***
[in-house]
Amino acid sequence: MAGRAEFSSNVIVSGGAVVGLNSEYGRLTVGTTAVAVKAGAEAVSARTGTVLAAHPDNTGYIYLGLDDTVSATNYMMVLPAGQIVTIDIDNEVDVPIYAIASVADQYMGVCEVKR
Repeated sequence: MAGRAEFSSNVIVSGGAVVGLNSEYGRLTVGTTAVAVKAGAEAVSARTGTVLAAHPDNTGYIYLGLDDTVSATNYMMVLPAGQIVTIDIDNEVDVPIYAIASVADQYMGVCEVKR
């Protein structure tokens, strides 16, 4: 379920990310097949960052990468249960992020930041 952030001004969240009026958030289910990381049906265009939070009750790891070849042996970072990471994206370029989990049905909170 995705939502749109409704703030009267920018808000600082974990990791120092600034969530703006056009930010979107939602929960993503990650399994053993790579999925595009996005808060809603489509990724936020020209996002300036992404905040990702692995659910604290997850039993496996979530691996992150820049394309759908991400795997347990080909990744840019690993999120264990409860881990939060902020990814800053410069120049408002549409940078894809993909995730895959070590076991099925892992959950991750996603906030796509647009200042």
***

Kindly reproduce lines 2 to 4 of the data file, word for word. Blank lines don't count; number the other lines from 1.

Amino acid sequence: MAGRAEFSSNVIVSGGAVVGLNSEYGRLTVGTTAVAVKAGAEAVSARTGTVLAAHPDNTGYIYLGLDDTVSATNYMMVLPAGQIVTIDIDNEVDVPIYAIASVADQYMGVCEVKR
Repeated sequence: MAGRAEFSSNVIVSGGAVVGLNSEYGRLTVGTTAVAVKAGAEAVSARTGTVLAAHPDNTGYIYLGLDDTVSATNYMMVLPAGQIVTIDIDNEVDVPIYAIASVADQYMGVCEVKR
């Protein structure tokens, strides 16, 4: 379920990310097949960052990468249960992020930041 952030001004969240009026958030289910990381049906265009939070009750790891070849042996970072990471994206370029989990049905909170 995705939502749109409704703030009267920018808000600082974990990791120092600034969530703006056009930010979107939602929960993503990650399994053993790579999925595009996005808060809603489509990724936020020209996002300036992404905040990702692995659910604290997850039993496996979530691996992150820049394309759908991400795997347990080909990744840019690993999120264990409860881990939060902020990814800053410069120049408002549409940078894809993909995730895959070590076991099925892992959950991750996603906030796509647009200042």